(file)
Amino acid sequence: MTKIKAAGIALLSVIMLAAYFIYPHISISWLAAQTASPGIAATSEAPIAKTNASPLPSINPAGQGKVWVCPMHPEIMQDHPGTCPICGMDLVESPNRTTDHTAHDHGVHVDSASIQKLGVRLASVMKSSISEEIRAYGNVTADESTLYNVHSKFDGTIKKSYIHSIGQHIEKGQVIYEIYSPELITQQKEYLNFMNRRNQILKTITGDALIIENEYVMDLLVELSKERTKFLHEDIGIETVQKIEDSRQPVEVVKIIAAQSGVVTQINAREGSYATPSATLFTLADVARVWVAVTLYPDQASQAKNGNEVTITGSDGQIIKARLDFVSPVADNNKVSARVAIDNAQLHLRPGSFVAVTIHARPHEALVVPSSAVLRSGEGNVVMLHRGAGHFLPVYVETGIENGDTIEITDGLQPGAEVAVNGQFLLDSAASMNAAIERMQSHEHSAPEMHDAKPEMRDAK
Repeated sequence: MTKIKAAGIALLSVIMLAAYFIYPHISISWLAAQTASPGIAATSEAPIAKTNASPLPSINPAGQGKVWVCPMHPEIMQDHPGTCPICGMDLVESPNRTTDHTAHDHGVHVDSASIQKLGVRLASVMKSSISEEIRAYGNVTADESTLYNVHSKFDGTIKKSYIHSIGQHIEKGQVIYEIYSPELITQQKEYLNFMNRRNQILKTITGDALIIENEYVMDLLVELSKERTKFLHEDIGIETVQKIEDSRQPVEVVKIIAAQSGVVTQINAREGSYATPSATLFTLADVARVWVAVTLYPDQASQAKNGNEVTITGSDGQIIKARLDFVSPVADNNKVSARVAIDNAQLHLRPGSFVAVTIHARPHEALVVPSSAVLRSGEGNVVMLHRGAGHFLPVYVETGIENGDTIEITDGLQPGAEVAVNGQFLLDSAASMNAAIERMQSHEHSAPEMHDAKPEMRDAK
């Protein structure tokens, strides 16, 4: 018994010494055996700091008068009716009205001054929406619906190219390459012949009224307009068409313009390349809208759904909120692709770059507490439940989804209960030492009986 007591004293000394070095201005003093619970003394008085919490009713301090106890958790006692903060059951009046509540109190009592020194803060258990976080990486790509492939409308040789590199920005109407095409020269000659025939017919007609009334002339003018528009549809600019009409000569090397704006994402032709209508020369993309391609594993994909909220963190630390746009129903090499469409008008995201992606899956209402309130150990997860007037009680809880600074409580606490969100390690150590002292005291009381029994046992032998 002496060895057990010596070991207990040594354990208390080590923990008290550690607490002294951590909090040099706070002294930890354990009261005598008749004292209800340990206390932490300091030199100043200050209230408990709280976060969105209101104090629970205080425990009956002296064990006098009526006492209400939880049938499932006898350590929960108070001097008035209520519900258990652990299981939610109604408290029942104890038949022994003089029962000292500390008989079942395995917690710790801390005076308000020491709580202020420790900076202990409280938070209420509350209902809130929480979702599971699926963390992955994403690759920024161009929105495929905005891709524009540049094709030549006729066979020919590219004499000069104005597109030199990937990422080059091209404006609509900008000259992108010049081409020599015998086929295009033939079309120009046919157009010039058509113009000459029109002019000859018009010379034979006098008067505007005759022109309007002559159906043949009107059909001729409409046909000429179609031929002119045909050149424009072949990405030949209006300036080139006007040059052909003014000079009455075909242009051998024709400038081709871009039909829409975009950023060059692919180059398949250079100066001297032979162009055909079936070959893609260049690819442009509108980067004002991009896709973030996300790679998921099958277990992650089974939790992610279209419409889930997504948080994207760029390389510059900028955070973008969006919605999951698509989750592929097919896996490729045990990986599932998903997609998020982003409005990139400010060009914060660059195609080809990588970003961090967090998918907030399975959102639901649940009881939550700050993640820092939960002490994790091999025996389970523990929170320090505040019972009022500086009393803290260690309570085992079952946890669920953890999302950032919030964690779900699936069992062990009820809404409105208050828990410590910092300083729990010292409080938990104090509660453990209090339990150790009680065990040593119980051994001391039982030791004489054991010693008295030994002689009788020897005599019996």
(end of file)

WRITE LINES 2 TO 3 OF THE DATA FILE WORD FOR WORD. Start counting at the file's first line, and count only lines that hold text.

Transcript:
Repeated sequence: MTKIKAAGIALLSVIMLAAYFIYPHISISWLAAQTASPGIAATSEAPIAKTNASPLPSINPAGQGKVWVCPMHPEIMQDHPGTCPICGMDLVESPNRTTDHTAHDHGVHVDSASIQKLGVRLASVMKSSISEEIRAYGNVTADESTLYNVHSKFDGTIKKSYIHSIGQHIEKGQVIYEIYSPELITQQKEYLNFMNRRNQILKTITGDALIIENEYVMDLLVELSKERTKFLHEDIGIETVQKIEDSRQPVEVVKIIAAQSGVVTQINAREGSYATPSATLFTLADVARVWVAVTLYPDQASQAKNGNEVTITGSDGQIIKARLDFVSPVADNNKVSARVAIDNAQLHLRPGSFVAVTIHARPHEALVVPSSAVLRSGEGNVVMLHRGAGHFLPVYVETGIENGDTIEITDGLQPGAEVAVNGQFLLDSAASMNAAIERMQSHEHSAPEMHDAKPEMRDAK
């Protein structure tokens, strides 16, 4: 018994010494055996700091008068009716009205001054929406619906190219390459012949009224307009068409313009390349809208759904909120692709770059507490439940989804209960030492009986 007591004293000394070095201005003093619970003394008085919490009713301090106890958790006692903060059951009046509540109190009592020194803060258990976080990486790509492939409308040789590199920005109407095409020269000659025939017919007609009334002339003018528009549809600019009409000569090397704006994402032709209508020369993309391609594993994909909220963190630390746009129903090499469409008008995201992606899956209402309130150990997860007037009680809880600074409580606490969100390690150590002292005291009381029994046992032998 002496060895057990010596070991207990040594354990208390080590923990008290550690607490002294951590909090040099706070002294930890354990009261005598008749004292209800340990206390932490300091030199100043200050209230408990709280976060969105209101104090629970205080425990009956002296064990006098009526006492209400939880049938499932006898350590929960108070001097008035209520519900258990652990299981939610109604408290029942104890038949022994003089029962000292500390008989079942395995917690710790801390005076308000020491709580202020420790900076202990409280938070209420509350209902809130929480979702599971699926963390992955994403690759920024161009929105495929905005891709524009540049094709030549006729066979020919590219004499000069104005597109030199990937990422080059091209404006609509900008000259992108010049081409020599015998086929295009033939079309120009046919157009010039058509113009000459029109002019000859018009010379034979006098008067505007005759022109309007002559159906043949009107059909001729409409046909000429179609031929002119045909050149424009072949990405030949209006300036080139006007040059052909003014000079009455075909242009051998024709400038081709871009039909829409975009950023060059692919180059398949250079100066001297032979162009055909079936070959893609260049690819442009509108980067004002991009896709973030996300790679998921099958277990992650089974939790992610279209419409889930997504948080994207760029390389510059900028955070973008969006919605999951698509989750592929097919896996490729045990990986599932998903997609998020982003409005990139400010060009914060660059195609080809990588970003961090967090998918907030399975959102639901649940009881939550700050993640820092939960002490994790091999025996389970523990929170320090505040019972009022500086009393803290260690309570085992079952946890669920953890999302950032919030964690779900699936069992062990009820809404409105208050828990410590910092300083729990010292409080938990104090509660453990209090339990150790009680065990040593119980051994001391039982030791004489054991010693008295030994002689009788020897005599019996």